Friends of Fogelberg concert extends to two nights, adds CSNY focus
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By Chip Chandler — Digital Content Producer
As much as they enjoy it, the Friends of Fogelberg concerts always leave the musicians just a bit disappointed.
Not because of the quality, and certainly not because of the cause. As bass player Buddy Squyres put it on his Facebook page, the one-night-only concert is just too short.
"It never fails, the strings start playing, the percussion comes in, the piano begins, acoustic guitars start strumming, a hint of lush organ chords and the show officially starts. This is as much magic for the performers as it for the audience. All the nerves, practice and long hours are worth it and we are living the big payoff of a creating a great show," Squyres wrote on his Journey of a Prostate Cancer Patient page. "(T)here has always been the let down of the fastest 2 1/2 hours we spend as a performer, and as fast as it started, it's over."
Not this year. The 2017 Fogelberg concerts will expand to two nights — 7 p.m. Thursday and Friday in the Globe-News Center for the Performing Arts, 500 S. Buchanan St.
The "Our House" concerts will feature music by Fogelberg (known for such hits as "Leader of the Band" and "Same Old Lang Syne"), as well as Crosby, Stills, Nash & Young. A lineup of Amarillo musicians will perform, including Anderson, Flesher & Key; Irma-Esther Borup; Joe Ed Coffman; James Davis; Jimmy Doche; Rick Faucett; Mike Fuller; Gary Guinn; Bob Hopkins; Insufficient Funds; Tony Naples; Maggie Scales; Nick Scales; Squyres; Russell Steadman; Bond Jessup Thompson; Randy Tupin; Cathleen Tyson; and Robert Workman. Dr. Richard Kibbey will host and perform, as well.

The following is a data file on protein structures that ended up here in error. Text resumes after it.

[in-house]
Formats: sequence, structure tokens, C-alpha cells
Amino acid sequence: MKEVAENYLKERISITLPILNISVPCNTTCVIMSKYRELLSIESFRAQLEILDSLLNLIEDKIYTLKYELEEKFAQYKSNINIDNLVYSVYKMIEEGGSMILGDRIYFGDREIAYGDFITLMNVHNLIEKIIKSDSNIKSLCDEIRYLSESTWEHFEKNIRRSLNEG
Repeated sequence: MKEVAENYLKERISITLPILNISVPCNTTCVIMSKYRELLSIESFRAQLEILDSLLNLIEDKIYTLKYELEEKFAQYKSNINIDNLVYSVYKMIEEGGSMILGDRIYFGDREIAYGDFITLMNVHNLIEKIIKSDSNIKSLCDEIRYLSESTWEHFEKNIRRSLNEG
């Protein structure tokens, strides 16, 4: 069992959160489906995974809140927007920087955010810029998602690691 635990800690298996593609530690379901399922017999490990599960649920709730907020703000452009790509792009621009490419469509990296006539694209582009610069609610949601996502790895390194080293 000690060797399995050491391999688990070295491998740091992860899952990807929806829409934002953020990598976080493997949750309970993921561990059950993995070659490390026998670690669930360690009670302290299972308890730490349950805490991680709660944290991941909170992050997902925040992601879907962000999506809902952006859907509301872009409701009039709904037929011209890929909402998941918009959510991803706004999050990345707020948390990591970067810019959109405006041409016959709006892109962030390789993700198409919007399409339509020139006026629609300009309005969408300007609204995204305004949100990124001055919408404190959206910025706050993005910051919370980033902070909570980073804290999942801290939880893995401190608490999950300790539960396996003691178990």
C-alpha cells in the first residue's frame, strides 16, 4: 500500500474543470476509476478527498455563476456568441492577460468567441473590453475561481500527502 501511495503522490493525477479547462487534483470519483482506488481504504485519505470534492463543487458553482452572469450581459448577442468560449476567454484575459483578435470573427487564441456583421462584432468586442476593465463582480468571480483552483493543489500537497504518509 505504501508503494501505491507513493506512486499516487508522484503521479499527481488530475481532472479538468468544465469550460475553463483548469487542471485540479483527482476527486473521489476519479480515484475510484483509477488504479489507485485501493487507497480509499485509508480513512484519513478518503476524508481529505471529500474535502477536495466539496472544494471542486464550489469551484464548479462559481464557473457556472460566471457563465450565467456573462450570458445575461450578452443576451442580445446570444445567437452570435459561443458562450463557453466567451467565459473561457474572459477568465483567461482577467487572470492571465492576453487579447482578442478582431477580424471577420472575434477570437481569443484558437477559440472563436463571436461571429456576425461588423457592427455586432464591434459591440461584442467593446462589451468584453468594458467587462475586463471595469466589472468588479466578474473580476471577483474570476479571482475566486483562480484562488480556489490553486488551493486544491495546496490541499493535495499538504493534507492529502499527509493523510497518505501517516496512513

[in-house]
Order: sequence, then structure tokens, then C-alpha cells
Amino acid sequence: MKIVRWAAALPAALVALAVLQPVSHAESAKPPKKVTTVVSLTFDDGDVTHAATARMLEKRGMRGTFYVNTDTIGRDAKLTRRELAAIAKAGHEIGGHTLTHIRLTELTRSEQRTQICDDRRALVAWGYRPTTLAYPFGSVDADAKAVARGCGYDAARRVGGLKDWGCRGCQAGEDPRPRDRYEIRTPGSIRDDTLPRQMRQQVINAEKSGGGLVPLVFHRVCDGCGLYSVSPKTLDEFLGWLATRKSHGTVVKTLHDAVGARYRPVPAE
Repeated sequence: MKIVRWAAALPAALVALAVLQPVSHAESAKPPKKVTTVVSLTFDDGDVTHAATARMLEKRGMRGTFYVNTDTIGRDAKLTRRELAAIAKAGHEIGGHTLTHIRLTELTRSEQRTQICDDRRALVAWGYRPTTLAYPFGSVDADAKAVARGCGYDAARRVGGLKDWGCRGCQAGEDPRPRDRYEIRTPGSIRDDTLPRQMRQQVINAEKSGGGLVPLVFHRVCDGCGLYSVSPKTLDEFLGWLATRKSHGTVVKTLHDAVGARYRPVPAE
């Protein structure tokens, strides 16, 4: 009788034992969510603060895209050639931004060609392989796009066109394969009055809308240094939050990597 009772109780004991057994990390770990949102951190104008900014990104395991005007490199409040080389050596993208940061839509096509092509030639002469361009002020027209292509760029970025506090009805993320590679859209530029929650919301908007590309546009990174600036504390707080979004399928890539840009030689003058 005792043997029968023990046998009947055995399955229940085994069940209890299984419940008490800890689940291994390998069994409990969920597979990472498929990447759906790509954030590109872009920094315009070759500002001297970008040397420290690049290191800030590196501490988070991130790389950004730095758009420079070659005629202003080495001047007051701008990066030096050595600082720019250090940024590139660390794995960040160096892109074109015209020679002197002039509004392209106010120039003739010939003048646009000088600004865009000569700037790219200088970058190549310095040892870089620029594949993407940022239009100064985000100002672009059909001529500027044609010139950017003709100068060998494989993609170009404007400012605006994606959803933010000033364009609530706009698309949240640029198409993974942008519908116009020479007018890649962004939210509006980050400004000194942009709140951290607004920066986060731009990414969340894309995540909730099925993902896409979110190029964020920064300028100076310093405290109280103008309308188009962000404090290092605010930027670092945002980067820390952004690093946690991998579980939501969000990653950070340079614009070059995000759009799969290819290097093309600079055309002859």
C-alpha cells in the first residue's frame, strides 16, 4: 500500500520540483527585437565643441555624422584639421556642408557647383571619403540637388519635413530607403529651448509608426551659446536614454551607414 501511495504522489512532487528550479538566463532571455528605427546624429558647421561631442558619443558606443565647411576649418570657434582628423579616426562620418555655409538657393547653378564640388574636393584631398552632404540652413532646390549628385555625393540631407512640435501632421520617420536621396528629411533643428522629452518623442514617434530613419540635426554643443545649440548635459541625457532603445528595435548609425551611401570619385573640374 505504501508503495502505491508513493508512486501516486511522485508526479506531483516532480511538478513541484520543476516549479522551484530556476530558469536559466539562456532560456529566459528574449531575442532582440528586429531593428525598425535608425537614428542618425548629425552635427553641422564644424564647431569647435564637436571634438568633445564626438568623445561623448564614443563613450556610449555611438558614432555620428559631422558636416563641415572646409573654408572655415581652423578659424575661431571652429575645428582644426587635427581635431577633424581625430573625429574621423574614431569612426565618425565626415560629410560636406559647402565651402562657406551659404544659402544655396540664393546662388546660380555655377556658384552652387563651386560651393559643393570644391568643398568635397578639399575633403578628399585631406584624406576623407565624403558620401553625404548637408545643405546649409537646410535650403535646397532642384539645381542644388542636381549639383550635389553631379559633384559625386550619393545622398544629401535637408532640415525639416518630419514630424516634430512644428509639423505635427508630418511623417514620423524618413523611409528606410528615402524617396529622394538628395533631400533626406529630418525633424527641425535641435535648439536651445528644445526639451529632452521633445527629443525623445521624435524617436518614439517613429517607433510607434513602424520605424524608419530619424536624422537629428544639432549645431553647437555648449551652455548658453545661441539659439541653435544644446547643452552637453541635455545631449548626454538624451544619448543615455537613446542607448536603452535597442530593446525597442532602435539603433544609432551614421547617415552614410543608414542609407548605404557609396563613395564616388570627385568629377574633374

Coffman began the concerts in 2008 as a way to commemorate his musical hero, Fogelberg, a popular singer-songwriter known for hits like "Longer" and more. He died in 2007 of prostate cancer.
And Coffman is as pleased as Squyres that there will be a second chance for audiences to enjoy the show.
"It has been one-and-done after all of that work, so for us it's more gratifying to do it again," Coffman said. "We work so hard, so why not? If we didn't have the audience, that would be one thing."
But the audience is there. Last year's concert, which also featured the music of the late Glenn Frey, sold out well in advance — so much so that audience members used to being able to buy tickets at the door were left disappointed.
And only a limited number of tickets remain for this year's concerts, Coffman said.
Reserved seats are $16, plus fees. Proceeds benefit Harrington Cancer and Health Foundation and Olivia's Angels.
Rehearsals "have been going great," Squyres said. "I think people are going to be surprised. The music is really good, and I feel like everyone is in great shape and is ready."